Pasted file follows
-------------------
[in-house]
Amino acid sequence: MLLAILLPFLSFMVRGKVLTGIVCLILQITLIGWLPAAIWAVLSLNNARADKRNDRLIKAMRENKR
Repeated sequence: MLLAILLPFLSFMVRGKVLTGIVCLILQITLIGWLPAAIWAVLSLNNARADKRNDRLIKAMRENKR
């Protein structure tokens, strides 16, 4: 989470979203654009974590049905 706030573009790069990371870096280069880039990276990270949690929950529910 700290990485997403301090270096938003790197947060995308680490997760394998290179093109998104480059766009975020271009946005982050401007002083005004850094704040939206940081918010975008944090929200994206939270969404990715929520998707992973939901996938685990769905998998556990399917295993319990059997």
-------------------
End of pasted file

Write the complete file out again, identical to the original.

[in-house]
Amino acid sequence: MLLAILLPFLSFMVRGKVLTGIVCLILQITLIGWLPAAIWAVLSLNNARADKRNDRLIKAMRENKR
Repeated sequence: MLLAILLPFLSFMVRGKVLTGIVCLILQITLIGWLPAAIWAVLSLNNARADKRNDRLIKAMRENKR
């Protein structure tokens, strides 16, 4: 989470979203654009974590049905 706030573009790069990371870096280069880039990276990270949690929950529910 700290990485997403301090270096938003790197947060995308680490997760394998290179093109998104480059766009975020271009946005982050401007002083005004850094704040939206940081918010975008944090929200994206939270969404990715929520998707992973939901996938685990769905998998556990399917295993319990059997």